San Yang Pai Range Hood Fuse Size?

The fuse on my CY-760A burnt and I lost it on the way to the hardware store. I have called every distributor in California and no one can tell me what size fuse I need. One guy did tell me that they are all the same.
Does anyone know? Thanks so much!
Add pictures here
<% if( /^image/.test(type) ){ %>
<% } %>
<%-name%>
Add image file
Upload

Call customer service at the number listed on their web site. Good luck.
Joe
Add pictures here
<% if( /^image/.test(type) ){ %>
<% } %>
<%-name%>
Add image file
Upload

Yeah, I tried that. I was unsuccessful.
Add pictures here
<% if( /^image/.test(type) ){ %>
<% } %>
<%-name%>
Add image file
Upload
Emily Conroy wrote:

Hi, Can read off anything from the motor name plate? That'll give a clue.
Add pictures here
<% if( /^image/.test(type) ){ %>
<% } %>
<%-name%>
Add image file
Upload

Model: CY-760A Super Performance Wall-Mounted Style Size: 30" Exhaust Volume: 680 C.F.M. Color: White Rotation: Twin Motor Voltage: 120V/60Hz Diameter of Exhausting Duct: 6"
These are the specs provided. The motor name plate is mounted in the back of the unit, inaccessible while mounted, unfortunately. The local rep said all the fuses are the same so I was hoping I could find someone out there with a San Yang Pai Range Hood of any model that either has the book or can pull out their fuse and see if the size can be determined from it (which would probably be a safer bet since their documentation seems to be sorely lacking.)
Thanks much!
Add pictures here
<% if( /^image/.test(type) ){ %>
<% } %>
<%-name%>
Add image file
Upload
On 1/27/2009 9:26 PM Emily Conroy spake thus:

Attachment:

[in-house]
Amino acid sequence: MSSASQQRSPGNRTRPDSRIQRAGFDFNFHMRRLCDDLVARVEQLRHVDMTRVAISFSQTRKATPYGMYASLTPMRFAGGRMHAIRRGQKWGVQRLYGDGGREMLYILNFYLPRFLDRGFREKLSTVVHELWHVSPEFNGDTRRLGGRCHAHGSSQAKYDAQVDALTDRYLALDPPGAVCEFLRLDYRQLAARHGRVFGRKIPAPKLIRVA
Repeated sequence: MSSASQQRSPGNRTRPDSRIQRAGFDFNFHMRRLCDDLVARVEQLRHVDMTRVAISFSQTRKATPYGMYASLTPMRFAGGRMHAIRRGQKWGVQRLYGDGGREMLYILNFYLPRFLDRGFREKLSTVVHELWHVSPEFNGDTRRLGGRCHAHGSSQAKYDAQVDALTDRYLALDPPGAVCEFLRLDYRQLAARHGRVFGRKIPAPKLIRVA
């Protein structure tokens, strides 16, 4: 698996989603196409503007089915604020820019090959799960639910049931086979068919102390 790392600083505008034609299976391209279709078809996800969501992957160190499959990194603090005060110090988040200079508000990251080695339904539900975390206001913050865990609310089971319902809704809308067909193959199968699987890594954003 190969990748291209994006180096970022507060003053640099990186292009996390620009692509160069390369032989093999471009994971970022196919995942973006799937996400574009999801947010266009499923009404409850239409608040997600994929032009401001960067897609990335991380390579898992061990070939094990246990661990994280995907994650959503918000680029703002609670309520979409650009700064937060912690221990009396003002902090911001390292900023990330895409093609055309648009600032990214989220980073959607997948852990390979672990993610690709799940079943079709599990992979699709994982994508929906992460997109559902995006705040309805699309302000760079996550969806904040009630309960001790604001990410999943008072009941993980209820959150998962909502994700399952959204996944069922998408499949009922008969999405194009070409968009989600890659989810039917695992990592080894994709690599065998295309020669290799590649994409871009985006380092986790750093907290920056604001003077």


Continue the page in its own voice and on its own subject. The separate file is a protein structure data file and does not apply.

>

If you absolutely cannot get the fuse rating, try this: get a fuse that'll physically fit in the holder. Start with a 1-amp fuse; that will definitely be safe for the motor, judging from the specs you posted (680 cfm is a pretty respectable airflow). If the fuse blows when you turn the fan on "high" (let it run at least 10 minutes or so), then go to the next higher rating until it doesn't blow.
If you're up past 3 amps or so and the fuse still blows, then I'd suspect a problem with the hood; in that case, STOP: don't try a bigger fuse, but find out what's wrong in there. There must have been some reason the original fuse blew.
Kind of a pain in the ass, I know, but if you can't get the specified rating, you've got to do a little experimentation.
--
Made From Pears: Pretty good chance that the product is at least
mostly pears.
  Click to see the full signature.
Add pictures here
<% if( /^image/.test(type) ){ %>
<% } %>
<%-name%>
Add image file
Upload
On Tue, 27 Jan 2009 17:48:57 -0800 (PST), Emily Conroy

The range should have an electrical diagram, sometimes on the back of a panel. You can also contact the manufacturer.
Add pictures here
<% if( /^image/.test(type) ){ %>
<% } %>
<%-name%>
Add image file
Upload
On Tue, 27 Jan 2009 17:48:57 -0800 (PST), Emily Conroy

I keep all my appliance manuals in one place in case I need to look something up. When I bought my (new contruction) home the builder gave me all the manuals to the appliances, which I now appreciate.
Add pictures here
<% if( /^image/.test(type) ){ %>
<% } %>
<%-name%>
Add image file
Upload

Yes - I do that, too. My manual was in the cabinet above the hood. I hadn't referred to it in years and somehow the paper had gone waxy and melted together. When I called the manufacturer she said the same thing happened to the copy she had in the office. I spent more than an hour trying to steam the pages apart but the only ones on which I was successful didn't have any helpful information.
Calling San Yang Pai for information is not as easy as one would expect. The owners of www.sanyangpai.com are actually just distributors and not the company itself. They referred me to an applicance repair guy in San Francisco, near to where I live. That person never answered the phone so I called the San Gabriel office again. Communication was very difficult - I got transferred 4 times just to find someone that spoke English well enough to broadly understand my question. She finally gave me a number that she said would be on a fuse. I knew it couldn't possibly be right, but I also knew I wasn't going to get any further with my questions (they also ignored my two email requests for a PDF version of the instructions). I got the only fuse that could be even closely related to the numbers she read off (ended in 250) and it popped instantly.